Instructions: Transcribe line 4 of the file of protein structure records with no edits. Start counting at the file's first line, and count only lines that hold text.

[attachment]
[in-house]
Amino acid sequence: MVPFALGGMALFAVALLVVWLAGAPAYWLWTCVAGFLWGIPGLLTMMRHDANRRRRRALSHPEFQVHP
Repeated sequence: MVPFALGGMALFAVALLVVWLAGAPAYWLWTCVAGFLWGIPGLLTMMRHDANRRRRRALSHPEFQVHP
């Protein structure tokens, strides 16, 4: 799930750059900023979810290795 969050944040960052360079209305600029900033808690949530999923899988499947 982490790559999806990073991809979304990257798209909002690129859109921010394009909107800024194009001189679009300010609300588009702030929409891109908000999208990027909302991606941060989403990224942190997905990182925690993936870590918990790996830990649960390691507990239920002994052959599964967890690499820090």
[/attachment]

């Protein structure tokens, strides 16, 4: 799930750059900023979810290795 969050944040960052360079209305600029900033808690949530999923899988499947 982490790559999806990073991809979304990257798209909002690129859109921010394009909107800024194009001189679009300010609300588009702030929409891109908000999208990027909302991606941060989403990224942190997905990182925690993936870590918990790996830990649960390691507990239920002994052959599964967890690499820090």